We have 23, 18, 23, 18, 23. If there was another row in our collection, and it had 18 dots, then it may have been a repeating A-B pattern, where A is 23, and B is 18.

[Beneath the table, the speaker writes “23”, and then writes the letter “A” below that. She also writes “18” and the letter “B” below that. She then writes “23” with the letter “A” below it again, and then writes “18” with the letter “B” below it.]

### Speaker

But as we know, for it to be a pattern, it needs to repeat over and over and over again.

[Below the A-B pattern, the text “Repeating pattern” has been written. The green sheet of paper has been removed from screen.]

### Speaker

Now, let's look at the sum of each column. So let's look at the first one together.

[With the green sheet of paper, the speaker covers the second, third, fourth and fifth column of the grid of dice, leaving only the first column visible. It features the colour pattern, green purple, red, purple, green, and the number pattern, 3, 4, 5, 4, 3.]

### Speaker

What strategy would you use to work out the total number of dots there?

I am going to bridge to 10 first, to help you work it out. I know that double three is six, and four more is ten, which means I have five and four left, and all together that is 19.

[Beside the table which notes the sum of each row, the speaker writes another heading, “Sum of each column”.]

### Speaker

Also going to record my thinking in a table.

[Beneath the heading, the speaker writes “1st 19 dots”.]

### Speaker

First column, there's a total of 19 dots.

[In the table, the speaker writes “2nd”. She moves the green sheet of paper to reveal the second column of dice. It features the colour pattern, orange, green, purple, green, orange, and the number pattern, 6, 3, 4, 3, 6.]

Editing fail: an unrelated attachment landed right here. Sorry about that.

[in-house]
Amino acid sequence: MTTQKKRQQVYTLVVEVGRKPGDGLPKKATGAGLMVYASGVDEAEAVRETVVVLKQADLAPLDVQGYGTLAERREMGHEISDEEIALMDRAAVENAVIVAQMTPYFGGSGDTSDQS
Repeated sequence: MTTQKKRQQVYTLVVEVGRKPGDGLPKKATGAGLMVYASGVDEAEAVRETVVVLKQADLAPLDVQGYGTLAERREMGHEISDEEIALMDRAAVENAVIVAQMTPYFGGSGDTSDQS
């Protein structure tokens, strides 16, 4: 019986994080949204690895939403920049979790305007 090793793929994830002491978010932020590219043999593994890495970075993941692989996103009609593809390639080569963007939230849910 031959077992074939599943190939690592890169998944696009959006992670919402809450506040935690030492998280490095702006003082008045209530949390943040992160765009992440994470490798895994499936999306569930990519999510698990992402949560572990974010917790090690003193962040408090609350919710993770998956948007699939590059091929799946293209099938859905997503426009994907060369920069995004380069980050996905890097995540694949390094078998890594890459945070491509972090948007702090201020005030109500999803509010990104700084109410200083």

### Speaker

In the second, let's take a closer look.

I'm going to double the 6 first, which will give me 12, and I can see another six by adding three and three together, and that's 18, and four more is 22.

[In the table, the speaker writes “22 dots”.]

### Speaker

I'm noticing that when we add the column so far, the sum of each is different to what we got in the rows. Did you notice that too? I wonder if this will also be in A-B pattern. Let's keep going to find out. Let's take a look at the third column together.

[The speaker moves the sheet of paper to reveal the third column. It features the colour pattern, red, purple, red, purple, red, and the colour pattern, 5, 6, 5, 6, 5.]

### Speaker

I can see three fives, and I know that's 15, and two fours, which is eight, so altogether, that makes 23.

[In the table, the speaker writes “3rd 23 dots”. The speaker moves the sheet of paper to reveal the fourth column of dice. It matches the second column.]

### Speaker

And looking at the fourth, it is exactly the same as the second. So, I know at the fourth column, there are also 22 dots…

[In the table, the speaker writes “4th 22 dots”.]

### Speaker

..and in the fifth…

[The speaker moves the sheet of paper to reveal the fifth column. It matches the first column.]

### Speaker

..you see which one the fifth column looks like? Yes, it looks exactly like the first one. And we know that in the first column there were 19 dots.

[In the table, the speaker writes “5th 19 dots”. The speaker draws a box around the table, and then draws lines to separate the heading and the two columns of data.]

### Speaker

Let's take a close look at the second table that we have created.

[The speaker points to each of the rows in the table as she reads the data aloud.]

### Speaker

So the sum of each column, can see in the first we had 19 dots, 22 dots, 23, 22, and 19. That's interesting. We start with 19 in column one, the sum then increases in columns two and three, and then it decreases back to 19 in column five. I noticed that this collection uses four different dotted dice. I can see some dotted with threes, with fours, with fives, and with sixes.